Wild tales (The Untamed movie review)

Amat Escalenta, a Mexican director known for his fascinations of brutalism and porno aesthetics, in “The Untamed” reaches for the frame of dark, sexual horror to tell the universal story of disintegration of family and moral relativism of normative, closed societies. First scene of the movie, which shows an asteroid suspended somewhere in outer space, initially seems to be an eccentric prelude that has not much in common with the main action, because the story is set in rather realistic decorations and focuses on ordinary people in their everyday struggles, fights, joys, and fears. Also the very first image in which the audience sees one of the characters doesn’t make too much sense when compared to other parts of the film. A dark, dodgy space in which a young girl experiences the pleasure of masturbation looks like taken from other story, because next chapters won’t come even close to the sexual underground and its secrets.

Nevertheless, the director slowly reveals that the action in “The Untamed” is divided into two parallel plans that represent consciousness (ego) and subconscious (alter ego) of the protagonist – Alejandra a mother of two whose husband has a romantic affair with her brother. The asteroid turns out to be a medium that brings to the earth a terrible monster that turns on mechanism of desire and repulsion at the same time. The strange, as lubricious as hideous creature that seems to build of many different, extremely long and lustful snakes gives to those who will be brave enough to entrust their bodies to him can experience incredible pleasure, but also risk their lives being taken away. Escalenta is making obvious references to “Possession” – a cult horror about a woman who leaves both: her husband and her lover to dedicate herself to a mysterious, supernatural creature, but – unfortunately – “The Untamed” compared with the masterpiece of Polish director Andrzej Żuławski falls poorly.

What’s surprising, it turns out to be the most interesting when the sexual monster – the embodiment of deadly delight – disappears from the screen and Escalenta focuses on portraying the reality of a small, conservative Mexican town.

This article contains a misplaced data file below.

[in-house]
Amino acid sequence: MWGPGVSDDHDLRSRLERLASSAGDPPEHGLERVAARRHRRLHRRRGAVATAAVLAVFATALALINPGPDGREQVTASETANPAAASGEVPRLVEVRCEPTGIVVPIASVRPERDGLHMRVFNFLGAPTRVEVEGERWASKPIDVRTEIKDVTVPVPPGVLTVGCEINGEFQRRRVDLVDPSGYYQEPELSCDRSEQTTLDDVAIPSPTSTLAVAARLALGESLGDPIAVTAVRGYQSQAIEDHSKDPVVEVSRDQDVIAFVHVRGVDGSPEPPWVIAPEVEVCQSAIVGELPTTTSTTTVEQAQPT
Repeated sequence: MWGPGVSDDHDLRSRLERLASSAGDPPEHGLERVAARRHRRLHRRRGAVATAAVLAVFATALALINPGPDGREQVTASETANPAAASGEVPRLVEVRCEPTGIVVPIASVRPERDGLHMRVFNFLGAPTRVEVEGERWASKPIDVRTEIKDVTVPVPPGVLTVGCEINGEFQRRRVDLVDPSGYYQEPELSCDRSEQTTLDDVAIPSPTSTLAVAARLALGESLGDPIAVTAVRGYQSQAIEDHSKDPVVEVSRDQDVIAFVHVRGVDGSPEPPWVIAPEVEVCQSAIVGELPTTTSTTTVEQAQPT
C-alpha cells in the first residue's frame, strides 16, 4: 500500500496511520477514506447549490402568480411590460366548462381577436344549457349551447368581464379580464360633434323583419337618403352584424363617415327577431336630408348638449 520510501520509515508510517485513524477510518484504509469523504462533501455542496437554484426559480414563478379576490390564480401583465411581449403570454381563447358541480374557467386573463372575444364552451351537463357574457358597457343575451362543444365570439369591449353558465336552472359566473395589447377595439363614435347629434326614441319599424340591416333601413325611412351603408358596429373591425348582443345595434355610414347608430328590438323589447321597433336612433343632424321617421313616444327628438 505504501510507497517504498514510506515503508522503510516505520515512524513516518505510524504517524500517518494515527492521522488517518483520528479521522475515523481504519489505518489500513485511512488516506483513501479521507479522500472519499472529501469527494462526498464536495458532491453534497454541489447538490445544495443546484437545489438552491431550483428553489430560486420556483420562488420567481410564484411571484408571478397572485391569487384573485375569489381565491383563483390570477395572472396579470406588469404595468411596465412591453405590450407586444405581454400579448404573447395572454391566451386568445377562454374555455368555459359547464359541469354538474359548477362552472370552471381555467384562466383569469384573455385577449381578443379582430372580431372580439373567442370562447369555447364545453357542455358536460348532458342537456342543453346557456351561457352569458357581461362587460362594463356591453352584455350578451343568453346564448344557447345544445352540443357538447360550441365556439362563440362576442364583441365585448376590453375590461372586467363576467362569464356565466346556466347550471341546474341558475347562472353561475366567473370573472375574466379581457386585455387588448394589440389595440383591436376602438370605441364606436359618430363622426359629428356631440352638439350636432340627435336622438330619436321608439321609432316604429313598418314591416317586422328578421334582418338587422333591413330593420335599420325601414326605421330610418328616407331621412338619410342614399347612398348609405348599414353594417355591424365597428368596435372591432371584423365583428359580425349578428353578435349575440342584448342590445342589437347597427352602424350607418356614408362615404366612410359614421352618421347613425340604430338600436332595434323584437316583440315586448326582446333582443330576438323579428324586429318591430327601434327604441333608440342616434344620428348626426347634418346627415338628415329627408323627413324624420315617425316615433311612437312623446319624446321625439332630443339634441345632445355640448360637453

The Untamed” is constructed as a metaphorical reflection on the Mexican society, which is based on hypocrisy, fascination with violence and patriarchal cult of strong, homophobic masculinity. The non-human creature that offers both – great pleasure and even greatest danger brings the protagonist on the road that doesn’t lead to self-destruction, but to emancipation. The metamorphosis of Alejandra, who initially realizes all of patriarchal schemes that the masculine order wants to cram the women in and have unsatisfying sex with her homosexual husband, in the arms of the monster discovers not only her own desires, but also the strength to become independent and strong. Her actions after the change seem to be pretty radical, but the director makes sure that the audience understands that “The Untamed” is composed of symbols. On this allegorical level Escalenta’s movie becomes a pretty interesting illustration of Lacan’s and Freud’s psychoanalysis that indicates a relationship between orgasm and fear on the one hand and of sexual pleasure and taboo on the other.

The biggest problem that appears in “The Untamed” is that staffage of genre cinema is used instrumentally and elements of horror and science fiction are not the integral part of the presented story. The movie realized the convection of realistic cinema and as such is both – good and astute. The director is known for critical images of Mexican culture and deconstruction of the popular in there macho worship and admiration for violence and in this movie he also remains critical and relentless. The thread of supernatural creature ruins the coherency of the movie and even the story of the protagonist’s emancipation doesn’t explain and justifies its presence, because the narration is led in a way that suggest that Alejandra, who experiences a lot of extreme situations that make her rebel against the patriarchal order, would reach independence without the meetings with a lubricious monster.